'No to vote-buying in Samar' – watchdog
CATBALOGAN, Samar – Civil society stakeholders in this province have formed an anti-electoral fraud group ahead of the May 2016 elections.
Members of the Church, academe, media, and the youth are behind the watchdog 'SamarVote 4Change,' which is calling for an end to vote-buying and other forms of cheating during the polls.
Fr Melvin Ojeda said they believe that local politicians will again use huge amounts of money to buy people's votes – a persistent problem in one of the country's poorest provinces.
"Despite the biggest clean-up campaign in the history of Samar politics, elections have always been dogged by allegations of corruption and vote-buying," Ojeda said.
"Until cheating remains unchecked by more or less credible people from Comelec, the democracy of Samar will always be an endangered species, and the 'popular will' will be subverted."
In towns in the province such as Marabut, San Jose de Buan, Basey, Pinabacdao, Calbiga, Daram, Tagapul-an, Motiong, Almagro, and Tarangnan, there were reports of vote-buying in previous elections.
Grace*, 28 years old, said local candidates would have them fetched and taken to a resort, hotel, or house, where they would be pampered.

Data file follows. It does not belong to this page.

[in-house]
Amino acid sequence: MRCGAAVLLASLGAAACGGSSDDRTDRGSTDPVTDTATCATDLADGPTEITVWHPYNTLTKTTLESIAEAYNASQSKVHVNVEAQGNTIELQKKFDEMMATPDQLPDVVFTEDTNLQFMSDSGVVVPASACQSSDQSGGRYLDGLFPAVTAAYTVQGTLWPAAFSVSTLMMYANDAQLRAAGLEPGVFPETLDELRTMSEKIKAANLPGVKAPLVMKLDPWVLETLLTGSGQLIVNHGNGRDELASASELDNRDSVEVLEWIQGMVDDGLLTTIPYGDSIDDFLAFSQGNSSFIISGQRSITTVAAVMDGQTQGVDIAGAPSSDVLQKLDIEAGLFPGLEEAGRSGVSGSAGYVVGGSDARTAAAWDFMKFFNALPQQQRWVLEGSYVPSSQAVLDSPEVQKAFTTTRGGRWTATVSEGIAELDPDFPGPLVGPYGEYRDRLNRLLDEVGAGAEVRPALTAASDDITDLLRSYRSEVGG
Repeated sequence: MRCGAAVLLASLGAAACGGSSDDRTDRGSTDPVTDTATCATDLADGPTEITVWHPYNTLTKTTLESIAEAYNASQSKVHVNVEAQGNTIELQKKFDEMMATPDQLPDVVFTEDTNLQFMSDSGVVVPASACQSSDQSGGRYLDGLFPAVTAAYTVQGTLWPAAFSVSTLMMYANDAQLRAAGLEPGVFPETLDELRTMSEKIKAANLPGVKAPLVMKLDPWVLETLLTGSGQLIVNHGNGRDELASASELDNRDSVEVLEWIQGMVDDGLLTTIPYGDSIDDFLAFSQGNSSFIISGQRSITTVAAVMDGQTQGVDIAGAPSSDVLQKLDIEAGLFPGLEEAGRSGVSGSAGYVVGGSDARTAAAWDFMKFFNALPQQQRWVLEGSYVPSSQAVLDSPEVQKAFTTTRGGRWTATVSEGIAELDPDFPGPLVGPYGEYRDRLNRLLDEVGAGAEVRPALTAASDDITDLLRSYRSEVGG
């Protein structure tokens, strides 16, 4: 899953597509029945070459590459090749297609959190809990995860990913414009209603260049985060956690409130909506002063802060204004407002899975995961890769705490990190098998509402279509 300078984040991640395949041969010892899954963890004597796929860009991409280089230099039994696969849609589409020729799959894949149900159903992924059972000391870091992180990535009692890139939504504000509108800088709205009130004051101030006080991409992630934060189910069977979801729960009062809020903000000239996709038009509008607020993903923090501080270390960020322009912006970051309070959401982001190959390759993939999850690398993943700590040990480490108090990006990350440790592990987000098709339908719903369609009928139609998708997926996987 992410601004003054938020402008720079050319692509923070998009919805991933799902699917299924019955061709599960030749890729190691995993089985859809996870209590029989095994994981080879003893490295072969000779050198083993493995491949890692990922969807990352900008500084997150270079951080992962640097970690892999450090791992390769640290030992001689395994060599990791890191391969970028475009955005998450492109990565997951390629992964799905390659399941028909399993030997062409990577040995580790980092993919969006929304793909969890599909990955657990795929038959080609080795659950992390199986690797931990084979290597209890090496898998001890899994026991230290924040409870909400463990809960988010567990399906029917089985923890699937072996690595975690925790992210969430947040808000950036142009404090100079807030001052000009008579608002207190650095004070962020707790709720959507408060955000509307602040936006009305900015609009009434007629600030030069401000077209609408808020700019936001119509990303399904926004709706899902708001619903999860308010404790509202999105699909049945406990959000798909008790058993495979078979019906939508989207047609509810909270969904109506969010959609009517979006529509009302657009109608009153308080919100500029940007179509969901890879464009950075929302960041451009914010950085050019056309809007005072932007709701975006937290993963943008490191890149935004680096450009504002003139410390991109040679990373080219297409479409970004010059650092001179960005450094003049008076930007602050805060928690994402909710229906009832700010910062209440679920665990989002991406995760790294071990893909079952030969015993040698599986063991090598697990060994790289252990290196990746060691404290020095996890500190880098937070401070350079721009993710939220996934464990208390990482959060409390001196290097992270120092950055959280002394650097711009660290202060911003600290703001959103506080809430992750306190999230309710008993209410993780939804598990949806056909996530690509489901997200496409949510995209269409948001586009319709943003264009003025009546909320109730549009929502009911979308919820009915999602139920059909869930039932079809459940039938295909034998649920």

"As you go out from the place, you will be given envelopes containing money – the least is P2,000, or [up to] P5,000," she said in the local dialect.
32-year-old Alma*, meanwhile, said that months before the polls, some candidates gave teachers electric fans "for an unknown reason." Public school teachers serve as Board of Election Inspectors (BEIs).
There were also reports of intimidation, harassment, and killings by private armed groups who work for influential candidates.
"'Open ballot' has long been practiced in our barangay. Private armed goons of incumbent local officials appear to supervise the operation," said 45-year-old Carlo*. "[Voters] are accompanied by a 'chosen poll assistant' to help you write the candidates and to be paid after you have voted."
Samar is included in the initial list of provinces identified as 2016 election hot spots by the Philippine National Police (PNP). It was also considered a hot spot in previous elections. (READ: Samar's long wait for salvation) – Rappler.com
*Names have been changed to protect the individuals.
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